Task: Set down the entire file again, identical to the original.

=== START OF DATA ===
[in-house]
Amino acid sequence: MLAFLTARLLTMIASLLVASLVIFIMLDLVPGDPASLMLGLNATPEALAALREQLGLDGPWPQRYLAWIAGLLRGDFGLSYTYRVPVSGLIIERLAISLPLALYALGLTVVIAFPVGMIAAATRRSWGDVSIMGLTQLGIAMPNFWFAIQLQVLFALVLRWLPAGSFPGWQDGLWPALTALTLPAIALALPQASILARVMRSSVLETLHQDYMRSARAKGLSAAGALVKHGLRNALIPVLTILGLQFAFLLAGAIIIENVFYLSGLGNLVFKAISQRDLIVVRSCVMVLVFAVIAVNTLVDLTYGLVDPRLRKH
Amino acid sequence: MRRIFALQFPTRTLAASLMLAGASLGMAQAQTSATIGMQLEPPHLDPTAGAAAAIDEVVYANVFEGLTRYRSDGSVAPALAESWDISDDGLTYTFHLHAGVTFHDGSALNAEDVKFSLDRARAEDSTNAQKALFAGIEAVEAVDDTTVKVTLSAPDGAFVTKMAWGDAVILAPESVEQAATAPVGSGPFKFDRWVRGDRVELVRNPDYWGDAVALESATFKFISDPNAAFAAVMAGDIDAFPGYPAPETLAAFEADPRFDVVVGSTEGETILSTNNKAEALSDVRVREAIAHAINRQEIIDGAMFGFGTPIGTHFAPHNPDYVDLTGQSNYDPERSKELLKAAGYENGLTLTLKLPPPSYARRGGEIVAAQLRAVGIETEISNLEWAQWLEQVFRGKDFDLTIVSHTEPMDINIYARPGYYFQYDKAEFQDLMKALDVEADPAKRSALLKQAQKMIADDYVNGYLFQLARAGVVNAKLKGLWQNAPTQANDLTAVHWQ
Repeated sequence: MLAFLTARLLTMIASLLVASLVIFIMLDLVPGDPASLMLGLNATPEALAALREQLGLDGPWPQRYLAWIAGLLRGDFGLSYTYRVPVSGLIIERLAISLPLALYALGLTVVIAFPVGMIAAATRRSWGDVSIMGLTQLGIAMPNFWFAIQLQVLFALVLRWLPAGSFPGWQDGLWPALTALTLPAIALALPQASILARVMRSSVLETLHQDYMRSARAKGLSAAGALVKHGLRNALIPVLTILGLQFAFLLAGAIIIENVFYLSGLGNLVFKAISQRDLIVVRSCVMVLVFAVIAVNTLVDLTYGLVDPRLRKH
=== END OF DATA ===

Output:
[in-house]
Amino acid sequence: MLAFLTARLLTMIASLLVASLVIFIMLDLVPGDPASLMLGLNATPEALAALREQLGLDGPWPQRYLAWIAGLLRGDFGLSYTYRVPVSGLIIERLAISLPLALYALGLTVVIAFPVGMIAAATRRSWGDVSIMGLTQLGIAMPNFWFAIQLQVLFALVLRWLPAGSFPGWQDGLWPALTALTLPAIALALPQASILARVMRSSVLETLHQDYMRSARAKGLSAAGALVKHGLRNALIPVLTILGLQFAFLLAGAIIIENVFYLSGLGNLVFKAISQRDLIVVRSCVMVLVFAVIAVNTLVDLTYGLVDPRLRKH
Amino acid sequence: MRRIFALQFPTRTLAASLMLAGASLGMAQAQTSATIGMQLEPPHLDPTAGAAAAIDEVVYANVFEGLTRYRSDGSVAPALAESWDISDDGLTYTFHLHAGVTFHDGSALNAEDVKFSLDRARAEDSTNAQKALFAGIEAVEAVDDTTVKVTLSAPDGAFVTKMAWGDAVILAPESVEQAATAPVGSGPFKFDRWVRGDRVELVRNPDYWGDAVALESATFKFISDPNAAFAAVMAGDIDAFPGYPAPETLAAFEADPRFDVVVGSTEGETILSTNNKAEALSDVRVREAIAHAINRQEIIDGAMFGFGTPIGTHFAPHNPDYVDLTGQSNYDPERSKELLKAAGYENGLTLTLKLPPPSYARRGGEIVAAQLRAVGIETEISNLEWAQWLEQVFRGKDFDLTIVSHTEPMDINIYARPGYYFQYDKAEFQDLMKALDVEADPAKRSALLKQAQKMIADDYVNGYLFQLARAGVVNAKLKGLWQNAPTQANDLTAVHWQ
Repeated sequence: MLAFLTARLLTMIASLLVASLVIFIMLDLVPGDPASLMLGLNATPEALAALREQLGLDGPWPQRYLAWIAGLLRGDFGLSYTYRVPVSGLIIERLAISLPLALYALGLTVVIAFPVGMIAAATRRSWGDVSIMGLTQLGIAMPNFWFAIQLQVLFALVLRWLPAGSFPGWQDGLWPALTALTLPAIALALPQASILARVMRSSVLETLHQDYMRSARAKGLSAAGALVKHGLRNALIPVLTILGLQFAFLLAGAIIIENVFYLSGLGNLVFKAISQRDLIVVRSCVMVLVFAVIAVNTLVDLTYGLVDPRLRKH